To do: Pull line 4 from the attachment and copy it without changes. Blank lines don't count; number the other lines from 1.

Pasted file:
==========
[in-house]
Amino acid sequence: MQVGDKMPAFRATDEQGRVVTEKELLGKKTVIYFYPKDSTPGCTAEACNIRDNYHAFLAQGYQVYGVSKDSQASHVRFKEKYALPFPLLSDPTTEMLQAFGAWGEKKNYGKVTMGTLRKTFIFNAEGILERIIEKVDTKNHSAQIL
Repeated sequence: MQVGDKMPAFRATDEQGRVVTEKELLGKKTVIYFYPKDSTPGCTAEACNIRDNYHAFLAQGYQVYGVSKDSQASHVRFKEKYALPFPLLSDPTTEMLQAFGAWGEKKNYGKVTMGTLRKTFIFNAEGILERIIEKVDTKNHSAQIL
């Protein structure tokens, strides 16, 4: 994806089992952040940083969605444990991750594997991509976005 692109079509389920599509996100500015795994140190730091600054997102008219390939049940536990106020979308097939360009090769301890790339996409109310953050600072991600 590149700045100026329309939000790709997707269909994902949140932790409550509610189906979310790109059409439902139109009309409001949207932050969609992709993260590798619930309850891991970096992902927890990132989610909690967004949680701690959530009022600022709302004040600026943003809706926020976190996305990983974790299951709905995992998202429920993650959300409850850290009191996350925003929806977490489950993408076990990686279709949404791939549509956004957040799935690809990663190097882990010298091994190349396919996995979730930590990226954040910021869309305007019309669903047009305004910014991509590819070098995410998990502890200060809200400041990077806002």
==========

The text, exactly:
């Protein structure tokens, strides 16, 4: 994806089992952040940083969605444990991750594997991509976005 692109079509389920599509996100500015795994140190730091600054997102008219390939049940536990106020979308097939360009090769301890790339996409109310953050600072991600 590149700045100026329309939000790709997707269909994902949140932790409550509610189906979310790109059409439902139109009309409001949207932050969609992709993260590798619930309850891991970096992902927890990132989610909690967004949680701690959530009022600022709302004040600026943003809706926020976190996305990983974790299951709905995992998202429920993650959300409850850290009191996350925003929806977490489950993408076990990686279709949404791939549509956004957040799935690809990663190097882990010298091994190349396919996995979730930590990226954040910021869309305007019309669903047009305004910014991509590819070098995410998990502890200060809200400041990077806002």